Forecasting & Purchasing
Evaluating Cost & Quality of Goods
International Trade & Customs
Technology in Supply Chain
And much more. If you’re looking a career that’s satisfying, challenging, fast-paced and well-remunerated, the supply chain sector could be just what you need. It will make good use of your logistic, planning and coordination skills, and you’ll get to join a dynamic industry that’s constantly evolving. There are literally hundreds of career paths in this sector, but here are a few of our favourites.
The Operation Manager plans, controls and directs the operations of a manufacturing establishment or distribution centre. They ensure that strategic operational plans are properly implemented and evaluate performance by reviewing data related to current stock, expected arrivals and more. The operations manager often works with numbers, but also with clients and other managers, meaning he or she must be a good communicator able to coordinate with others. Leadership skills and good judgement are also important for this type of position.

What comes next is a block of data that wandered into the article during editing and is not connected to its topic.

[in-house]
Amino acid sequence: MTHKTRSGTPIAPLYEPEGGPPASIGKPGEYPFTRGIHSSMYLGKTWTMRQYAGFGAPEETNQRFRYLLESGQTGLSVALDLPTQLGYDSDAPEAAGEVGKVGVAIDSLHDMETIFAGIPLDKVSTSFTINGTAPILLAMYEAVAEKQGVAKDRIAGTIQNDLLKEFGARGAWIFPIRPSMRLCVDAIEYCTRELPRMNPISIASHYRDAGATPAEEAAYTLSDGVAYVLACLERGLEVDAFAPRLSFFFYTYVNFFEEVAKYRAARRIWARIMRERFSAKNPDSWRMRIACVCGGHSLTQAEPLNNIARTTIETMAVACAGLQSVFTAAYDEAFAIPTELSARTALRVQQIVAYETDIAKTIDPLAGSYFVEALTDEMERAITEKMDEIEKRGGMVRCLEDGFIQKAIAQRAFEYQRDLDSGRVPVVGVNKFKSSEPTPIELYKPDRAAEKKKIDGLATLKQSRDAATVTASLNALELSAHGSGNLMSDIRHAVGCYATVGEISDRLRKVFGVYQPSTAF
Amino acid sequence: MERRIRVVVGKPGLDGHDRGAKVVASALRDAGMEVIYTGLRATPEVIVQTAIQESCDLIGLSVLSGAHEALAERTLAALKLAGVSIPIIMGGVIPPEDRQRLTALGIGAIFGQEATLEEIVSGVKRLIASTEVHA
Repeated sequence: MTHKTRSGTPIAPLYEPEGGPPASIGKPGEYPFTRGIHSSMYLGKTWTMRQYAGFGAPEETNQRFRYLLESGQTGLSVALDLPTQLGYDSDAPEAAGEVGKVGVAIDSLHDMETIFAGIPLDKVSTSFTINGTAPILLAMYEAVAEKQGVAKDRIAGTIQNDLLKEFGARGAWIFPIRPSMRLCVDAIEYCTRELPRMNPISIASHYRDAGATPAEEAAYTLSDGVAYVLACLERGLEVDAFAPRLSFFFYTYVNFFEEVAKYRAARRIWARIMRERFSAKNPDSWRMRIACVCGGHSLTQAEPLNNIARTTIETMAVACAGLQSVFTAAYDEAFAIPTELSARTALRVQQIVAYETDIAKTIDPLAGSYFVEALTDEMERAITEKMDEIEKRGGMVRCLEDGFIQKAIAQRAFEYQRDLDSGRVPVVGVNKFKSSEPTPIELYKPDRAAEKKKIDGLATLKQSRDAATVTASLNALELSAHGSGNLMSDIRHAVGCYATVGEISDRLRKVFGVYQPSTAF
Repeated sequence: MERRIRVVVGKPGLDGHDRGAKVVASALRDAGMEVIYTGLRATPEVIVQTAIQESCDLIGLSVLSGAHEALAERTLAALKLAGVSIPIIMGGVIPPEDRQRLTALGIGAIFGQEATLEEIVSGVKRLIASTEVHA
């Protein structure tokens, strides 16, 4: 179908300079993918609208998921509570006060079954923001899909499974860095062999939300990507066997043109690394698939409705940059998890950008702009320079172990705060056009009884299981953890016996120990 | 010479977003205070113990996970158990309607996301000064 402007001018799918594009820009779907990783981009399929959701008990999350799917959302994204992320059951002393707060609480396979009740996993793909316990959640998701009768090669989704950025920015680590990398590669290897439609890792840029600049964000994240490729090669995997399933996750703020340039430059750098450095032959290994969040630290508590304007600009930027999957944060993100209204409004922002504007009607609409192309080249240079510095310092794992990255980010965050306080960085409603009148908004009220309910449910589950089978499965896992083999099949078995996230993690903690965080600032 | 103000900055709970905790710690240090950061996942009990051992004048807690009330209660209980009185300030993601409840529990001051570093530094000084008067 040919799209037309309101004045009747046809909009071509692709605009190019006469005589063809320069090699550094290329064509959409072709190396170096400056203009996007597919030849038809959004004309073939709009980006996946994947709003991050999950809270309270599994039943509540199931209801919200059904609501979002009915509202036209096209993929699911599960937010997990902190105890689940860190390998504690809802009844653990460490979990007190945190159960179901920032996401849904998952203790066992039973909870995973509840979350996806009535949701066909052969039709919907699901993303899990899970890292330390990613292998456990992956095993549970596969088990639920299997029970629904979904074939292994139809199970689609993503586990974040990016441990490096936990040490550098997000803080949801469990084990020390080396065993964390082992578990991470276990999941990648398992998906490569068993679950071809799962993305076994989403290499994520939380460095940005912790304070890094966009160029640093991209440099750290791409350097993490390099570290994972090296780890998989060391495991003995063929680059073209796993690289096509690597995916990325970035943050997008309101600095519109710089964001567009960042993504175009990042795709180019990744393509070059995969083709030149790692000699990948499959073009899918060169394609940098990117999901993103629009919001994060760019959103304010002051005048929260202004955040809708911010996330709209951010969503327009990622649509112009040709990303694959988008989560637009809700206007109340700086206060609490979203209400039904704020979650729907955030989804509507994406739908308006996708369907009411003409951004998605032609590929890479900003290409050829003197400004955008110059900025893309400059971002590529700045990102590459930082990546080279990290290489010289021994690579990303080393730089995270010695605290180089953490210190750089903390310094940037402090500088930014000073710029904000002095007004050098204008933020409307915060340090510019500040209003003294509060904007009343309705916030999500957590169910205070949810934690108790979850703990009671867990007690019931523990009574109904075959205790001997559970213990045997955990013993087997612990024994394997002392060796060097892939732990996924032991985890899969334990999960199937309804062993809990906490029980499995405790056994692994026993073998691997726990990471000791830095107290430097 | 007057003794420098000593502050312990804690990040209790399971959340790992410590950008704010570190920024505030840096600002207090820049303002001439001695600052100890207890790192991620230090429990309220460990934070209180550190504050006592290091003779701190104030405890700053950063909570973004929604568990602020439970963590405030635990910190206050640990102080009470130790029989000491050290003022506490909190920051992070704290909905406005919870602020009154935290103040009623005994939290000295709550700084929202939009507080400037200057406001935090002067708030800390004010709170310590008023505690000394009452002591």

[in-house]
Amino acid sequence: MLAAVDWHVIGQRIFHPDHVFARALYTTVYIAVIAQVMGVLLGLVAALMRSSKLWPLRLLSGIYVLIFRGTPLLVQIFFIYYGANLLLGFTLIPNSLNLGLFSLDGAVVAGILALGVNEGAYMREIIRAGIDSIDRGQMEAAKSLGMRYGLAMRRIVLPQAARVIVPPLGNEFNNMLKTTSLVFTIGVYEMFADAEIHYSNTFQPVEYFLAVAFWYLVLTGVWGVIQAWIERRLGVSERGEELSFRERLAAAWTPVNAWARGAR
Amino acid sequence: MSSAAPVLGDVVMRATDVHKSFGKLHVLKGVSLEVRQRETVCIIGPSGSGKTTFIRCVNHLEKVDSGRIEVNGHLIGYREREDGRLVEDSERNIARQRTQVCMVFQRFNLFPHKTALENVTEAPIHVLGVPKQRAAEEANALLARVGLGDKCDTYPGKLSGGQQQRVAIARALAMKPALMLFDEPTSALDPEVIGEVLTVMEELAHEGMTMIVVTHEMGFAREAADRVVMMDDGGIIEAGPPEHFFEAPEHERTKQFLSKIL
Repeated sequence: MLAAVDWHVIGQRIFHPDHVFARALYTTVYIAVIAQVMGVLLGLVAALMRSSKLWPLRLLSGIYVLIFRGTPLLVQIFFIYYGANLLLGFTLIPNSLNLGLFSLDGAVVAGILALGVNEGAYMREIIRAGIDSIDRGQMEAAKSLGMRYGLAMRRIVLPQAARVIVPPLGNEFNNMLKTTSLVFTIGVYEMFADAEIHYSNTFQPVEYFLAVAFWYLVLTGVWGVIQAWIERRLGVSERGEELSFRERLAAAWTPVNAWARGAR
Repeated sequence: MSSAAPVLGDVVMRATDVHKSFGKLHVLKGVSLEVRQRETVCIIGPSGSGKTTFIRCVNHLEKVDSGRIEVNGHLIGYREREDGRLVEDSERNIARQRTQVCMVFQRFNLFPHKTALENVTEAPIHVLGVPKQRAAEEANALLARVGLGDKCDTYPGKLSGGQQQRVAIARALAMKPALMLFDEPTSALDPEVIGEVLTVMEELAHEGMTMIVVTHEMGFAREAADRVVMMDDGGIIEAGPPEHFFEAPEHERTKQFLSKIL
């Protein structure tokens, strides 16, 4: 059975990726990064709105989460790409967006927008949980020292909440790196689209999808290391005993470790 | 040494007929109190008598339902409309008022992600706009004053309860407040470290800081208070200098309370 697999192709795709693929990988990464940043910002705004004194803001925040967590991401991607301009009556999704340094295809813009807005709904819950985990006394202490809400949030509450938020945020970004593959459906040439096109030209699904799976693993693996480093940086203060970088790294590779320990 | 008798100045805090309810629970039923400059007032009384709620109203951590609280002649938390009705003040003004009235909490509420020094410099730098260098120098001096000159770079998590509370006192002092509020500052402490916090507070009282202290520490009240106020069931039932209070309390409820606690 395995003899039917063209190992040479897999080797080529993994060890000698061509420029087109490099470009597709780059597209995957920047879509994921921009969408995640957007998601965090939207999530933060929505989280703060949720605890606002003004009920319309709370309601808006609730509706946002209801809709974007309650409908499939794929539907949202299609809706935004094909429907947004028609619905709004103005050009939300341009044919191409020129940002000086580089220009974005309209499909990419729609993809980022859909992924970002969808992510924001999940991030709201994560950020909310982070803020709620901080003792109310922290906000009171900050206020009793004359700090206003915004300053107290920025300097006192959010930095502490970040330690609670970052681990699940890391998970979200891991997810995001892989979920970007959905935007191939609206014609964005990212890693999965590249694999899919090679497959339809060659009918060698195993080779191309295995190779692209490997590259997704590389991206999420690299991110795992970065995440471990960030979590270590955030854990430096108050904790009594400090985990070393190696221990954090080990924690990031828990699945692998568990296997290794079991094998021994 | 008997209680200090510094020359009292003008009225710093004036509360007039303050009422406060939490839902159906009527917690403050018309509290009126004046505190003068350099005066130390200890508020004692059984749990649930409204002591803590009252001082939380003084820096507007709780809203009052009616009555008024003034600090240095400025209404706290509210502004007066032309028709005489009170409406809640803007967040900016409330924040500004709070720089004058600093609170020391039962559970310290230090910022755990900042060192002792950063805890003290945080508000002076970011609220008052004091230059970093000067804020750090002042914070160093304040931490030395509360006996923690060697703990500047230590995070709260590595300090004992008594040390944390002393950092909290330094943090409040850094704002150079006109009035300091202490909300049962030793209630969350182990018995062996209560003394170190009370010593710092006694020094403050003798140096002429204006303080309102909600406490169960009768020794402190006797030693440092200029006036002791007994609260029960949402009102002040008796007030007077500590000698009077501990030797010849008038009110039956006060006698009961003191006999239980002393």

Inventory Auditors ensure the quality, accuracy and quantity of the physical inventory. When a shipment arrives, for example, they must evaluate its content to make sure nothing is missing, damaged or mislabelled. Moreover, they are also responsible for auditing and correcting internal inventory issues, such as, for example, when an item is missing. To be efficient as an inventory auditor, you must be vigilant and able to concentrate on your task without getting distracted. Though inventory auditing can sound simple, it’s actually a very important role within the supply chain industry.
A warehouse manager is responsible for an entire warehouse of stock. This means he or she must plan and direct the activities of the warehouse workers to ensure that the daily operations run on time. A warehouse, and by extension its manager, can be tasked with receiving, shipping or sorting out stock, assisting with an inventory audit and more. Lastly, the warehouse manager must be well-organized and a good team worker, as many of his or her duties will involve communicating and collaborating with others.
The procurement clerk is responsible for contacting suppliers to schedule deliveries and to resolve shortages, missed deliveries or any other problems that can occur. They work with numbers and logistics and often have to review requisition orders, process purchases, calculate costs and forward invoices to the appropriate accounts. Over time, some procurement clerks choose to pursue additional training, such as payroll training or accounting courses, to continue advancing in their careers.